“Fred has this whole aura around him, and rightly so because he is a genius,” she continues. “But he’s super-down-to-Earth, and he’s surprisingly open and happy to help new bands. Every time we see him and we hang out, he’s always sending us stuff. He’s like, ‘Have you heard this? These guys are awesome. This girl is sick,’ all this kind of stuff. He’s always championing new music wherever he goes. He picks all the line-ups, so it's not surprising that he's wanting to get involved with little old fucking us.”

When Bizkit came to London, Sam says WARGASM spent time in a studio they know in Soho with DJ Lethal, “just making noises, because believe it or not, that’s what musicians do”. Lethal had a massive bank of samples he takes with him everywhere, something that particularly appealed to the band – Milkie points to Beastie Boys’ 1989 album Paul’s Boutique as one excellent example of the skill (“You can’t even count the amount of samples on there!”). Why not, they reasoned, bring sampling and metal together more? It’s one of the ways WARGASM have built up something that’s away from the usual path. Most visibly, this comes up on Venom in the track Death Rattle, which slithers along on the bassline from Army Of Me by Icelandic genius Björk.

“We could have had an Army Of Me-inspired riff, but it never would have been as good,” says Sam. “We could have written one as close as we could have got, but that’s not the point. The point is that it’s a sample, it’s a homage, it’s a nod to something that we fucking worship.”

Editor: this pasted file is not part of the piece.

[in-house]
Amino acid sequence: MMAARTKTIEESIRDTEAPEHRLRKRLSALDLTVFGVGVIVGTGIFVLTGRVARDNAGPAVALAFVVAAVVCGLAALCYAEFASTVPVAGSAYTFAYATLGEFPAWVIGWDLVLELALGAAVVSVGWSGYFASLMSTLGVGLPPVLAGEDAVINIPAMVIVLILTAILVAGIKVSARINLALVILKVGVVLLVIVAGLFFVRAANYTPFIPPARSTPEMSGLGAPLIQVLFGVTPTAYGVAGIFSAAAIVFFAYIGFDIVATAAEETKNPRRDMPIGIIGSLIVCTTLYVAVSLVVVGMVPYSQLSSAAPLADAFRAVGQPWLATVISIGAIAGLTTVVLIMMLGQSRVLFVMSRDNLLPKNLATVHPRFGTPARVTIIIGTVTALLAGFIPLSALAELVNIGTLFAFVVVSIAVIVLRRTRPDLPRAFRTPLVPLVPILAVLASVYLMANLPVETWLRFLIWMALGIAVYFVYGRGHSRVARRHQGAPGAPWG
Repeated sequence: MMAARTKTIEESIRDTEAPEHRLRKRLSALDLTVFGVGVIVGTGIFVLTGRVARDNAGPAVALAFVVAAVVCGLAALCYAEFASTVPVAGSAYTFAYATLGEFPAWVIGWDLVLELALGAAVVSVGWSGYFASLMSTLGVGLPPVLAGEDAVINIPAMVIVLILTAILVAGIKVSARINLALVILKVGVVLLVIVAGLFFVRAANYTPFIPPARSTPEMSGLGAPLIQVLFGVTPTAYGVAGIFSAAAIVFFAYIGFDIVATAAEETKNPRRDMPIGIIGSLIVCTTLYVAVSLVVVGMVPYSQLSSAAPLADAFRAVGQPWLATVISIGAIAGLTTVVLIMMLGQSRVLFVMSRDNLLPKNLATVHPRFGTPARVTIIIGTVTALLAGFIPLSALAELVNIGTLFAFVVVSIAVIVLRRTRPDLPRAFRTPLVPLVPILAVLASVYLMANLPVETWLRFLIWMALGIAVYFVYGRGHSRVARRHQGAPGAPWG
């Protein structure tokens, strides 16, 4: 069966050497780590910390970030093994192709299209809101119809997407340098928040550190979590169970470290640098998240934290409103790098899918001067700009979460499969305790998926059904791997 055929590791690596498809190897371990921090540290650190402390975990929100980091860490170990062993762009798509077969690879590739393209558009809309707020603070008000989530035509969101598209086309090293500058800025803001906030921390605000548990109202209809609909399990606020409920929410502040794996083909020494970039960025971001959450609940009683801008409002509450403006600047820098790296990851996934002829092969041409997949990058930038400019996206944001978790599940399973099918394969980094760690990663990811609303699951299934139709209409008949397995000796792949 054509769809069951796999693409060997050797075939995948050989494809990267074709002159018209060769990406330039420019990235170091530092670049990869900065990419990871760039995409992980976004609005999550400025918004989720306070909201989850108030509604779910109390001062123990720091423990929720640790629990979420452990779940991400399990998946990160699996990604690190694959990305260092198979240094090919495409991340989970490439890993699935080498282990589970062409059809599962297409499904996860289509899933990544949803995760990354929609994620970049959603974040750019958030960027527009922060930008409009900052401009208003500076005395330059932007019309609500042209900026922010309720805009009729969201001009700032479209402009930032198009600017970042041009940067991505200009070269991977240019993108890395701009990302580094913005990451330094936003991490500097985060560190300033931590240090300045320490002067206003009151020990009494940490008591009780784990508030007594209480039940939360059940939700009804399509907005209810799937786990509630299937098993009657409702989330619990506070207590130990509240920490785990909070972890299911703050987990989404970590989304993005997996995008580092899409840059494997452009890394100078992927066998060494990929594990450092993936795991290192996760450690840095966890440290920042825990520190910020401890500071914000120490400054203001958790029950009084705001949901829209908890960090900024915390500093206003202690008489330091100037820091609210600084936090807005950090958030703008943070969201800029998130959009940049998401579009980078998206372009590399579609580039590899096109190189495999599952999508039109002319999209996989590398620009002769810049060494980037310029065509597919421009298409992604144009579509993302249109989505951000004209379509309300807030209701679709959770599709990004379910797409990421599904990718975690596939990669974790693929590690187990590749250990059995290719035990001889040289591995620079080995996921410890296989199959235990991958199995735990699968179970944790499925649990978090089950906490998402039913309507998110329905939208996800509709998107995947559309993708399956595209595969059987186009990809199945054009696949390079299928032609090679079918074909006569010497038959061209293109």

“I really yearn for that era where you could just take whatever the fuck you want and put it into your song,” says Milkie. “Bands shouldn’t be afraid of it, because it’s cool and there’s so much you can do.”

And did Björk like what you did with it?

“We had to get it cleared, and the email that we got from her team said, ‘Björk is happy with this,’” she smiles. “I’m gonna take that as a yes!”

Lots of people have said yes to WARGASM lately. Their fans have become legion, their shows a meeting point of weird, wonderful people who are, “as scatty as we sound”.

“They look fucking incredible, they’re a great looking audience,” enthuses Sam. “And they go fucking hard in the pit. Everyone’s always jumping off something or climbing on someone. There’s always nudity and blood and stuff like that. It feels like what a crowd looks like in like an old punk movie. We just did our first shows in Poland, and that was one of the best nights of my life. It felt like a time machine.”

“There were kids with mohawks, there was this kid who had the Keith Flint green hair,” picks up Milkie. “Everyone was just dressed incredibly and giving every single ounce of energy. No-one had their phones. Everyone was just giving it 100 per cent, and it was it was absolutely insane.”